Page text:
Welcome

Economic Bottom Impossible to Pinpoint, Virtus Strategist Says

Bublitz Says Secular Unwinding is Real Cause of Market Turmoil; Conditions May Worsen before Slow Improvement Begins

PRNewswire-FirstCall
SAN FRANCISCO
(NASDAQ-NMS:VRTS)

SAN FRANCISCO, April 13 /PRNewswire-FirstCall/ -- Home prices will further decline, unemployment will soar to double digits, and bank solvency issues will reemerge, says Max Bublitz, Chief Strategist at SCM Advisors, an affiliated manager of Virtus Investment Partners .

(Logo: http://www.newscom.com/cgi-bin/prnh/20090105/NEM020LOGO )

In his most recent economic commentary, Bublitz says that many pundits have incorrectly defined this crisis as an unwinding of the excesses of this decade's credit cycle. He believes, however, that the unwinding is more secular in nature, encapsulating multiple cycles going back perhaps as far as the early 1980s, and in some cases earlier.

"Cyclical corrections do most of their cleansing via sharp contractions in price, and are characterized by spiky, distinct bottoms. Secular turning points are drawn-out affairs and accomplish their cleansing over a longer, more psychologically painful time frame, where the drip-drip-drip of negativity simply wears everyone out," notes Bublitz. "As a result, we've come to view the current gap between expectations and reality as a race to the secular bottom, with cyclical expectations still trailing the secular reality."

    Among Mr. Bublitz's predictions:
    -- The consensus estimate of positive two percent GDP by the third and
       fourth quarters will prove too optimistic. Positive GDP by year end is
       more likely;
    -- Housing prices will fall another five to 10 percent;
    -- Unemployment will peak close to 10 percent next year;
    -- Bank solvency issues will reemerge;
    -- Corporate default rates will peak around 20 percent;
    -- Three percent to 3.10 percent resistance level in 10-year Treasury
       yields will continue to hold.

"It seems that we remain locked in a race to the bottom, if only because so many market observers spend so much time claiming this point or that stimulus plan will mark it," says Bublitz. "Perhaps we've already seen the bottom; we'll only really know in retrospect. But one thing we do know is that the race is largely about psychology, with the rot of failed expectations ultimately forming the nutrients for recovery as the cycle inexorably begins anew."

Another manifestation of the cyclical versus secular struggle can be found in the current debate surrounding whether or not the recent explosion in monetary stimulus from the Federal Reserve is inflationary.

In Bublitz's view, in an environment where the velocity money is almost non-existent, where the economic output gap is wide and growing wider every month, where capacity utilization is collapsing, where unemployment is skyrocketing and wage pressures are shrinking, reflation best defines current conditions. Money supply and inflation are linked only if the normal transmission mechanisms are functioning, and they likely will be after 2009.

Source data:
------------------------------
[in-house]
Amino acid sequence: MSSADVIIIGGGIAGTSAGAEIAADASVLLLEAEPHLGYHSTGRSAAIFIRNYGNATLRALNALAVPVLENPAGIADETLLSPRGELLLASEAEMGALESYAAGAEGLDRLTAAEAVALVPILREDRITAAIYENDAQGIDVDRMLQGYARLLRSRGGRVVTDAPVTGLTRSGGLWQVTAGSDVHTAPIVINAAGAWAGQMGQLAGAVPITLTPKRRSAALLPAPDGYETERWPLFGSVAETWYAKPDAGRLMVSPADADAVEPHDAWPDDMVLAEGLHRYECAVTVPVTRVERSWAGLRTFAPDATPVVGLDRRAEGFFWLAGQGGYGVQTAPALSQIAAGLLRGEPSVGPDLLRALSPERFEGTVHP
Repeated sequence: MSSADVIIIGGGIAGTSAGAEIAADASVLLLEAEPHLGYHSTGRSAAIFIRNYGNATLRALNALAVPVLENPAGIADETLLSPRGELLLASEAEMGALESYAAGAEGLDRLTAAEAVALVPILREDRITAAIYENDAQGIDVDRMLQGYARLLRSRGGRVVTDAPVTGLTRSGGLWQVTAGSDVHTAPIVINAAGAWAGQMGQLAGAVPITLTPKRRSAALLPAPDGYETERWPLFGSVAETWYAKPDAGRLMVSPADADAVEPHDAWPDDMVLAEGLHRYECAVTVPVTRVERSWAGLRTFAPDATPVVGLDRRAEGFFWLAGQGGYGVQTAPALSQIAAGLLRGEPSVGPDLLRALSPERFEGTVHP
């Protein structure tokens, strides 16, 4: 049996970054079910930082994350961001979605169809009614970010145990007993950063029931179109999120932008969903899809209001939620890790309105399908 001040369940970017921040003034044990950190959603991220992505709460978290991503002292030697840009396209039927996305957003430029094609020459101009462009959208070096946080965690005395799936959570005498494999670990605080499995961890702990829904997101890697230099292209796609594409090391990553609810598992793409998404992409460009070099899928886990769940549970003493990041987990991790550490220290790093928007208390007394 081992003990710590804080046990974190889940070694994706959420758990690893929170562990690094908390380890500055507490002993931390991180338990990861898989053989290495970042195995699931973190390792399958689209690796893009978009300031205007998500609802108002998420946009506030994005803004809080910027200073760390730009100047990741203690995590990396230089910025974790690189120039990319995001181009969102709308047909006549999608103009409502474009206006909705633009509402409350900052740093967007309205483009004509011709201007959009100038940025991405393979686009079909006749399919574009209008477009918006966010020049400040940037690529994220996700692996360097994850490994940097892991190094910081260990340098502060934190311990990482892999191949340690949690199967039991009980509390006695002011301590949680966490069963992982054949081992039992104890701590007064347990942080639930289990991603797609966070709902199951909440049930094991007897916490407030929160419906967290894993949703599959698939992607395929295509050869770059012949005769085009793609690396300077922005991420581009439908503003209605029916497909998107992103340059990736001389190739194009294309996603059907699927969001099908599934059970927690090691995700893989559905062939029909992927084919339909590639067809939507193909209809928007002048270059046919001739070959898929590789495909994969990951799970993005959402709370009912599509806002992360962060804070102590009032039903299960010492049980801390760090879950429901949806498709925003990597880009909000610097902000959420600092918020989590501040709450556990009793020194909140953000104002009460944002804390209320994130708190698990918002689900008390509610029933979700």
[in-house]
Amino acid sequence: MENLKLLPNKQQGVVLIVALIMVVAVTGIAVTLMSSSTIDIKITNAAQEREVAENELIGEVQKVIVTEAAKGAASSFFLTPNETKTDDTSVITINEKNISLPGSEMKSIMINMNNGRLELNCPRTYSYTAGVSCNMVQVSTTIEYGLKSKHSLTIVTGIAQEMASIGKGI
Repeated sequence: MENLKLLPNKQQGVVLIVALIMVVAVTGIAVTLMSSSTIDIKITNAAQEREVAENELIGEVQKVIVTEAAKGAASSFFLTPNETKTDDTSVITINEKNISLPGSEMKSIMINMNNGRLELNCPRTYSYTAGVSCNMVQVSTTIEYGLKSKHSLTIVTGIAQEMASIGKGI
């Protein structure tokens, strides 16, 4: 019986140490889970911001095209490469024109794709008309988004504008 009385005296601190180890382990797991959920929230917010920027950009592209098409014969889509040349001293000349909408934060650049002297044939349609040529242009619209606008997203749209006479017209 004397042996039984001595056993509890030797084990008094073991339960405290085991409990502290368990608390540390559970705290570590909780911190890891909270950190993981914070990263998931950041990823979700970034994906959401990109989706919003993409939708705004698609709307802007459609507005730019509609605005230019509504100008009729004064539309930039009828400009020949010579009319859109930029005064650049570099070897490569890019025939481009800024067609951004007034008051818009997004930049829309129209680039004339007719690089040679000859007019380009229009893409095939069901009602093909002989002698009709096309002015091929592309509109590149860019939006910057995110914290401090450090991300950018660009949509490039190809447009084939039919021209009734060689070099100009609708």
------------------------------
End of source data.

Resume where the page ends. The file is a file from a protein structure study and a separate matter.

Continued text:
Even when economic activity bottoms, the large amount of slack will ensure that corporate pricing power should be slow to improve. In fact, the economy has moved beyond the cyclical disinflation of the last year into a secular deflationary environment unseen for many decades.

Monetary and fiscal policy reflation will eventually work because policymakers will likely keep going until they succeed. The real trick will be when the economy starts to approach potential and the reins get handed back to the private sector. At that point, the markets will no doubt begin to focus on the long-run implications of the unprecedented reflation efforts.

"These changing times demand that our investment decisions be built on a solid foundation of fundamental research. They demand that we be prepared to take advantage of opportunities that inevitably arise when price deviates from fundamental value. And because each investor has unique needs, these times demand that asset managers create, manage and administer a portfolio that meets those specialized needs," Bublitz concluded.

SCM Advisors LLC is an independently-managed investment firm, based in San Francisco, CA, that provides asset management services to corporate, government and multi-employer pension funds, as well as foundations, endowments and high net worth private clients. SCM Advisors specializes in Fixed Income, Equity, and Structured Finance strategies for its diversified client base.

As of December 31, 2008, SCM Advisors managed approximately $2.4 billion of client assets.

About Virtus Investment Partners

Virtus Investment Partners provides investment management products and services to individuals and institutions. It operates a multi-manager asset management business, comprising a number of individual affiliated managers, each with a distinct investment style, autonomous investment process and individual brand. Investors have an array of needs and Virtus Investment Partners offers a variety of investment styles and multiple disciplines to meet those needs. Additional information can be found at www.virtus.com.

Photo: NewsCom: http://www.newscom.com/cgi-bin/prnh/20090105/NEM020LOGO
AP Archive: http://photoarchive.ap.org
PRN Photo Desk, photodesk@prnewswire.com

SOURCE: Virtus Investment Partners

Web site: http://www.virtus.com/


 Print    Email